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DRIVERS FACE 50p CHARGES IN ABERDEEN

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The Scotsman (p10) reports that Aberdeen City Council planners have made radical proposals for a new transportation...
The Scotsman (p10) reports that Aberdeen City Council planners have made radical proposals for a new transportation strategy for the city. Motorists could be charged 50p a time for entering Aberdeen. Planners claim that Aberdeen, the only Scottish city for a major government study on sustainable urban transport, is the ideal location for the introduction of a road-pricing system. By charging the 95,000 drivers who daily enter the city 50p per journey, they could raise£35 million every year to be used for the benefit of the city.

The ambitious proposals, the Scotsman continues, have been made in a 31-page draft strategy document which members of the authority's planning committee are being urged to put out to full public consultation. Director of planning and strategic development Peter Cockhead is quoted in the report as stating: 'Demand for peak-hour traffic to enter the city is estimated to exceed capacity in Aberdeen between 1999 and 2006. Some corridors are already at capacity.' He further states that urgent action is needed to develop a series of initiatives to combat the traffic congestion which is already costing the city an estimated£100m a year in delays.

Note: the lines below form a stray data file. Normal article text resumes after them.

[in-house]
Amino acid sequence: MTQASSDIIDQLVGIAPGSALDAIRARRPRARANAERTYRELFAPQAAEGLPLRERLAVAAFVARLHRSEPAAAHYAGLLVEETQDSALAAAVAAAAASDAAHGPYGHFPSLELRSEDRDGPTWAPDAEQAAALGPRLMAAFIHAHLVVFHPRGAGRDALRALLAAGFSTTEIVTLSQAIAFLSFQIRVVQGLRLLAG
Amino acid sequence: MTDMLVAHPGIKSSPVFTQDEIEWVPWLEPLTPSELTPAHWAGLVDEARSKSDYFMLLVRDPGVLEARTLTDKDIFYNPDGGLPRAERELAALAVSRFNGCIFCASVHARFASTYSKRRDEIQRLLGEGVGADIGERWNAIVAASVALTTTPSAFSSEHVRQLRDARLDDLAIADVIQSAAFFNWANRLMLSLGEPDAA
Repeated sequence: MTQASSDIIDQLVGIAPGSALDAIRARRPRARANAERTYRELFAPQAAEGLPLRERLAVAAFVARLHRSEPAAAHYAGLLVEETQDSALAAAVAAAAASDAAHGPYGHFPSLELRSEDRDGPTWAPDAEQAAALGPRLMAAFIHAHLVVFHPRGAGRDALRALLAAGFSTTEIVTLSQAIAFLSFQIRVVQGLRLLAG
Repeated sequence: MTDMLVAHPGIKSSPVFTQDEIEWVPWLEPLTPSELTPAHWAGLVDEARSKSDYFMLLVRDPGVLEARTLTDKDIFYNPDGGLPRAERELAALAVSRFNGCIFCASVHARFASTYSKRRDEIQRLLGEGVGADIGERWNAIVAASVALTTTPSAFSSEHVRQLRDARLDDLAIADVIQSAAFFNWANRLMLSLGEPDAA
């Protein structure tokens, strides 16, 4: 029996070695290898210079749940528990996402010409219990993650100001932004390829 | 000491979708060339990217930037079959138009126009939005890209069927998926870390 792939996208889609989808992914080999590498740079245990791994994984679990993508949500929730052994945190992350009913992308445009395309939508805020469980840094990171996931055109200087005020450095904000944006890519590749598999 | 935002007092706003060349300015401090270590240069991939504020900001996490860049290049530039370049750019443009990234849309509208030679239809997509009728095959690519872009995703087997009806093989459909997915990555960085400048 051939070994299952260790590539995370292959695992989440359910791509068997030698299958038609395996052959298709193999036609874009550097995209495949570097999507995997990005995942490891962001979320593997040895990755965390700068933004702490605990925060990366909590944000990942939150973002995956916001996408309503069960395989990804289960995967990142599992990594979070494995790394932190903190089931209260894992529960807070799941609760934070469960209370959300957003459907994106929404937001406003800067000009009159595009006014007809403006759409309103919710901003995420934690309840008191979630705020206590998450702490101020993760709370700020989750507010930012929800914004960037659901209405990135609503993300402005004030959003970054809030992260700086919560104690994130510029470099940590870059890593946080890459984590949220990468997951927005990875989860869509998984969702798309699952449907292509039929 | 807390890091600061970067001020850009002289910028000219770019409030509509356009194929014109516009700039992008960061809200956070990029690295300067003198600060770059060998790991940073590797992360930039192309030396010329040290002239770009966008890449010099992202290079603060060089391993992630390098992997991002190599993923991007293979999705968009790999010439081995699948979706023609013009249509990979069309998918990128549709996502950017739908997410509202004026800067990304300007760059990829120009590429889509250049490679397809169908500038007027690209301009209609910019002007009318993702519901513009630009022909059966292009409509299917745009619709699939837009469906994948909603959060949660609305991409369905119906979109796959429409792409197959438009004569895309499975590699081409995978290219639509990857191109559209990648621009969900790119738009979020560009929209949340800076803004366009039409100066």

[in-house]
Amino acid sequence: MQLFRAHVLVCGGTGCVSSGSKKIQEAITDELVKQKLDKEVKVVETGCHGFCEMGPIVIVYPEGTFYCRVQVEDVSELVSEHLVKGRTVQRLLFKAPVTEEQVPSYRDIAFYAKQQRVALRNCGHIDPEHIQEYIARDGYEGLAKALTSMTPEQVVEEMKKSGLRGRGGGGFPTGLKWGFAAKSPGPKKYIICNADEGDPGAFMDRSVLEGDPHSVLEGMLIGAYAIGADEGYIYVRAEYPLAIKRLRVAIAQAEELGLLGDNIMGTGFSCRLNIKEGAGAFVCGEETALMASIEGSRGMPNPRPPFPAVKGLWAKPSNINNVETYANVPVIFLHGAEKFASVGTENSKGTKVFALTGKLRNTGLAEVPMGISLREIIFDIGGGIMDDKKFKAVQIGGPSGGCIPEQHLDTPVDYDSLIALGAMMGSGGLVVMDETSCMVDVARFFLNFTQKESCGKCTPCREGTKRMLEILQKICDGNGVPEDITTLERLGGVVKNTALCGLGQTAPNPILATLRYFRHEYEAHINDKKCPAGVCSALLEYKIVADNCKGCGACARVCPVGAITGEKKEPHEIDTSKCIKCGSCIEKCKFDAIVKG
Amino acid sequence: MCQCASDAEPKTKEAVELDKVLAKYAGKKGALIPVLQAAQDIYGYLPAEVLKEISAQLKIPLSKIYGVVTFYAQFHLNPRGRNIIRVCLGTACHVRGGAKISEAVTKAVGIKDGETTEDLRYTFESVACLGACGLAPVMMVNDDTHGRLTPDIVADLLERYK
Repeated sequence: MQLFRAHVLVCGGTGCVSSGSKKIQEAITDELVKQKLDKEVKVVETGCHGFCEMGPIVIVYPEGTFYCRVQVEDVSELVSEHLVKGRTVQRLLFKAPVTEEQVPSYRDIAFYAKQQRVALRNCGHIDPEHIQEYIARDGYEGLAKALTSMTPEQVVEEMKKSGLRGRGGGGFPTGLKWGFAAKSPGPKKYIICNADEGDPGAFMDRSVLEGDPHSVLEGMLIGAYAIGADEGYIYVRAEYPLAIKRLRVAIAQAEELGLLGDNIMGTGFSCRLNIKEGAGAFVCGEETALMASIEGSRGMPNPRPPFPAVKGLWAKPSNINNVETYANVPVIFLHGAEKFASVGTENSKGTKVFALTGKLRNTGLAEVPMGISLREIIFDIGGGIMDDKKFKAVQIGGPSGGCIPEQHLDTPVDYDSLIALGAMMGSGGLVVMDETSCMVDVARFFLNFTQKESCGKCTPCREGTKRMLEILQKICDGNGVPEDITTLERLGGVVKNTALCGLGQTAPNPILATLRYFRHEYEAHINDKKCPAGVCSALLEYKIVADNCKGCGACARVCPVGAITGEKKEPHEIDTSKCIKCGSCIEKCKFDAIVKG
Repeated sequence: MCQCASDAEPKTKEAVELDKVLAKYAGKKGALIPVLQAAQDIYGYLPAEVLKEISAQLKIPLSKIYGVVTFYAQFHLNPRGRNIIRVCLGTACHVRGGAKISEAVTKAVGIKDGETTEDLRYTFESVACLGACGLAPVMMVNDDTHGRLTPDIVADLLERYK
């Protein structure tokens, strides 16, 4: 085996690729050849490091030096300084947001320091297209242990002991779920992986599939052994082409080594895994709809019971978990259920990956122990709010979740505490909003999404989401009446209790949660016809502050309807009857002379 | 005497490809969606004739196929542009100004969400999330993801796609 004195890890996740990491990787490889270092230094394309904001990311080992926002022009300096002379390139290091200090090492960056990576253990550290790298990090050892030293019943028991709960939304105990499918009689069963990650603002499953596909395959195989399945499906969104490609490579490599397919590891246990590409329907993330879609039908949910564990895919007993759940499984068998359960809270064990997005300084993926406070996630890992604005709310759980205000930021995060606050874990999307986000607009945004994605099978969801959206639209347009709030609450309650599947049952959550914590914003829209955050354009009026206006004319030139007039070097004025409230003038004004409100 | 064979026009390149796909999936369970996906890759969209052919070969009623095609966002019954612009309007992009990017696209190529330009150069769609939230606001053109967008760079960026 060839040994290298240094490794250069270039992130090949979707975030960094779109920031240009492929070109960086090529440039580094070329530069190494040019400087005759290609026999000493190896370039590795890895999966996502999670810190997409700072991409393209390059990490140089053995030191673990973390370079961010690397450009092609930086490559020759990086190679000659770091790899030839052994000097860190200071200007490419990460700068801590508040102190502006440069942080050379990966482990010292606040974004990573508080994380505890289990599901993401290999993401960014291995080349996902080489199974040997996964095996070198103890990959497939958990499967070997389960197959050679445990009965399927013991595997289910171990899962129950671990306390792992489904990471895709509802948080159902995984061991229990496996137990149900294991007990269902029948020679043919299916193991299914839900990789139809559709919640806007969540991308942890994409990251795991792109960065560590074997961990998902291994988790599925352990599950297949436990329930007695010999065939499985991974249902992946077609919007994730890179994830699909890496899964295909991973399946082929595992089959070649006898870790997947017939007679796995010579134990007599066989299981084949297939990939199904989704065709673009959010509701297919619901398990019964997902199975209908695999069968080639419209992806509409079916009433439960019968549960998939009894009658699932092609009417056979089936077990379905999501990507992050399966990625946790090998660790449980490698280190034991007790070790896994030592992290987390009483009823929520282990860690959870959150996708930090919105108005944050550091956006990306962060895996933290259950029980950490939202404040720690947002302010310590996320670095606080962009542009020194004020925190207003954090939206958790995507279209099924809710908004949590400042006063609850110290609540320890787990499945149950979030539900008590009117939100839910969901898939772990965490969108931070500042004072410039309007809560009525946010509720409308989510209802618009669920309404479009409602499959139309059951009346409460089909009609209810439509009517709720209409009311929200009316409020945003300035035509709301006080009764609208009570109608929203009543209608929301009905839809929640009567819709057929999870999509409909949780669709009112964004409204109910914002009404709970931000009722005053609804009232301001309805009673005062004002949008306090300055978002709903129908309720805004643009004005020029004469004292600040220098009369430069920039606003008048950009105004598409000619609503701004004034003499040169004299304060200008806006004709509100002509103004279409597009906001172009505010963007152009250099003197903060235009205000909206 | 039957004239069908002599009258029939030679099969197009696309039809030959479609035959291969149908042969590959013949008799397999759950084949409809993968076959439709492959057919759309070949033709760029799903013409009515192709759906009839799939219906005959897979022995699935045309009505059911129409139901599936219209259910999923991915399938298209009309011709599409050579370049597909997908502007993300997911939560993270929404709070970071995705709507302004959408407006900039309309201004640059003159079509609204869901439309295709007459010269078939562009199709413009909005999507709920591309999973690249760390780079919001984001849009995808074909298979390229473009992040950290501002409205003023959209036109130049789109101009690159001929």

'It would not be appropriate, efficient or effective to attempt to solve the problems of congestion by building more roads to accommodate the peak demands of car drivers, particularly as recent evidence suggests that more trips may be generated to take up latent demand. Reducing the impacts of congestion may, therefore, be best addressed by increasing awareness of the problems through provision of suitable alternatives and direct action to lessen such impacts.'

The city's aim, Cockhead, goes on to say, should be to increase by 20% the proportion of people walking to work by 2011 through the promotion of pedestiran priorities in the city centre. Priority should also be given to improvements for cyclists and park-and-ride schemes. The issue of parking also comes under scrutiny:

'By declaring a special parking area, decriminalisation of offences to be regarded as civil rather than criminal would enable the council to administer both parking supervisors and traffic wardens, with monies raised through fines being used locally to further the aims of the transportation strategy.'

Members of the council's planning committee are being asked to endorse the draft proposals at a meeting next Thursday before the document is put out to public consultation. Cockhead told The Scotsman: 'Doing nothing is not an option. We have to take some quite significant steps. We believe our proposals and targets, although ambitious, could be achieved.'

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